Clinical oncologists administer radiotherapy, systemic therapies including chemotherapy, immunotherapy and endocrine therapy, radioisotopes and a wide range of medical modalities to treat cancer with both curative and palliative intent.

The treatment of cancer patients requires co-operation between members of a multidisciplinary team in cancer centres and units. In Britain, the doctors in the team include surgeons, clinical oncologists, medical oncologists, palliative care physicians, haematologists, radiologists and histopathologists.

Treating patients with cancer is challenging and rewarding. The prognosis and quality of life of a good proportion of cancer patients is better than those with other chronic medical problems. Improving quality of life for patients with incurable disease remains an important goal for oncologists, and is equally as important as cure.

The specialty is predominantly clinical rather than technical, although an understanding of the technical aspects of radiotherapy is essential. Clinical oncologists sub-specialise by tumour site and the proportion of radiotherapy to chemotherapy given by each clinician depends on the site specialty. For example, specialists treating breast cancer deliver more chemotherapy than radiotherapy, whilst the opposite is true for those treating tumours of the head and neck.

The specialty is predominantly outpatient based, with an emphasis in the following areas:

  • Planning and prescribing of radiotherapy and chemotherapy
  • Management of medical, oncological and psychosocial problems
  • Support to allay the fear of patients

Training rotations

The East of England training programme typically has 21 in programme trainees at any given time. This will increase to 25 by 2020. There may additional supernumerary academic trainees. Training occurs at Cambridge University Hospital, Norfolk and Norwich University Hospital, Southend University hospital, Colchester Hospital, Ipswich Hospital and Mount Vernon Hospital. More information on sub-rotations can be found on the rotations and contacts page.

The early part of each rotation consists of training in basic oncological principles in the context of common tumour types. Higher training takes place at Addenbrookes in Cambridge and will encompass the rarer more specialised tumour sites as well as higher training in common tumours and other higher training competencies. The final part of training is directed according to trainees’ needs. In all of our posts trainees participate in a non-resident on call rota. The frequency of duties varies between centres. None of our trainees participate in General Medical Take or "Hospital at Night".

Training opportunities

Each centre runs a combination of teaching sessions dependent on the needs of their trainees which may include basic sciences teaching, clinical sessions, journal club, and exam preparation.  All trainees have free access to the Cambridge Cancer Medicine online e-learning programme.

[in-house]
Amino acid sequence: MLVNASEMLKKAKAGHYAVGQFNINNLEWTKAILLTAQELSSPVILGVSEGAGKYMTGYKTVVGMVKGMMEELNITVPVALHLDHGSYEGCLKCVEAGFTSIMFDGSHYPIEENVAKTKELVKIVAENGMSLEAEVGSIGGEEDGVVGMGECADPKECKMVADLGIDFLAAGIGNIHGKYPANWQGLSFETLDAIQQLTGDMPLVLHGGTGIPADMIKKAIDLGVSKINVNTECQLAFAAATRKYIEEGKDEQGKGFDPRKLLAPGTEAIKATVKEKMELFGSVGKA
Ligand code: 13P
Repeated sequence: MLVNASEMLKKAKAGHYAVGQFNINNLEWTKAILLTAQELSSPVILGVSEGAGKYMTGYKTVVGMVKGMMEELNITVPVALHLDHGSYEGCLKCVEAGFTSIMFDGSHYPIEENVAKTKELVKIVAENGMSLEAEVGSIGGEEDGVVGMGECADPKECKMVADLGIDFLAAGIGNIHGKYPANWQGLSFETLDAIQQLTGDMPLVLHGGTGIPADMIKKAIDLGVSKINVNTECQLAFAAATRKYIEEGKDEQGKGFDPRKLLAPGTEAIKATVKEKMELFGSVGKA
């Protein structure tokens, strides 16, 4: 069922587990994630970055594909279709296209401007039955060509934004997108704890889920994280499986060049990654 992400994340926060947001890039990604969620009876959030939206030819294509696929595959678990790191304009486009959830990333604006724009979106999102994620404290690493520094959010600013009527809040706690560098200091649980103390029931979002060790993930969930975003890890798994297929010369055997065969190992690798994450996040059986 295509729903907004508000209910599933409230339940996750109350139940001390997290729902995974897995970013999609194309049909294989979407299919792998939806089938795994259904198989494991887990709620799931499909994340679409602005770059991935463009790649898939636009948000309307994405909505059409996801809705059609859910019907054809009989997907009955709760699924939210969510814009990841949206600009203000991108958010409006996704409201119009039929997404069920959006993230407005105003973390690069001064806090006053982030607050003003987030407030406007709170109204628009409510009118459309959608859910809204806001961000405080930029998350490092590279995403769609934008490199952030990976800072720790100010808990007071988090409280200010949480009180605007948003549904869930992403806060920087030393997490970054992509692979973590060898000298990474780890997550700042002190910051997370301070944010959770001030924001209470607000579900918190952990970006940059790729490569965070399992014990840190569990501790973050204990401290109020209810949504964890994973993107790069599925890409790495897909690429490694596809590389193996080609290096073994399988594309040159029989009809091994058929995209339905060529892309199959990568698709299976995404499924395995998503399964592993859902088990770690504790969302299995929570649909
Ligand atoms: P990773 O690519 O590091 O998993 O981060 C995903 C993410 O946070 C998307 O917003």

All of our trainees have the opportunity to complete the ICR MSc in oncology. This 3 year course is fully funded and weekly attendance is protected. This course allows preparation for the FRCR and if trainees wish to complete the 3rd year modules will enable them to gain an MSc in Oncology.

Our trainees receive a fully funded place on a locally run advanced communication skills course during their training.

We have a rolling program of regional study days which are funded and protected to facilitate attendance. We also run study days in conjunction with the medical oncology trainees to broaden learning opportunities and to foster excellent interdisciplinary relationships.

Our trainees are supported and encouraged to complete projects suitable for presentation at national and international meetings.


Trainees at a recent study day


Past and present trainees enjoying ESTRO 2018

Career development

Many of our trainees (including those in non academic posts) choose to undertake a period of research and then often go on to complete an MD or PhD. We have close links with the Cancer Research UK Centre in Cambridge and the Universities of Cambridge and Norwich to facilitate project development. Other trainees choose to take time out of programme for clinical activities including time in centres abroad which we actively support.

Work-life balance


Our trainees enjoying the sights of Cambridge!

We believe that work-life balance is important. We support and encourage less than full time training for trainees that request it. Splitting our training programme into northern, western and southern axes has allowed us to limit commuting and relocation. We endeavour to provide details of your rotation well in advance but like to keep a degree of flexibility to accommodate trainees whose circumstances require a change to their planned rotation.

The East of England is a varied region with the opportunity to live rurally or within large towns or cities. There is a wide range of entertainments outside of work including but not limited to beaches, flat and undulating countryside, arts, culture, shops and many sporting activities. It has excellent transport links to other parts of the country.

Thursday, 7 November, 2019
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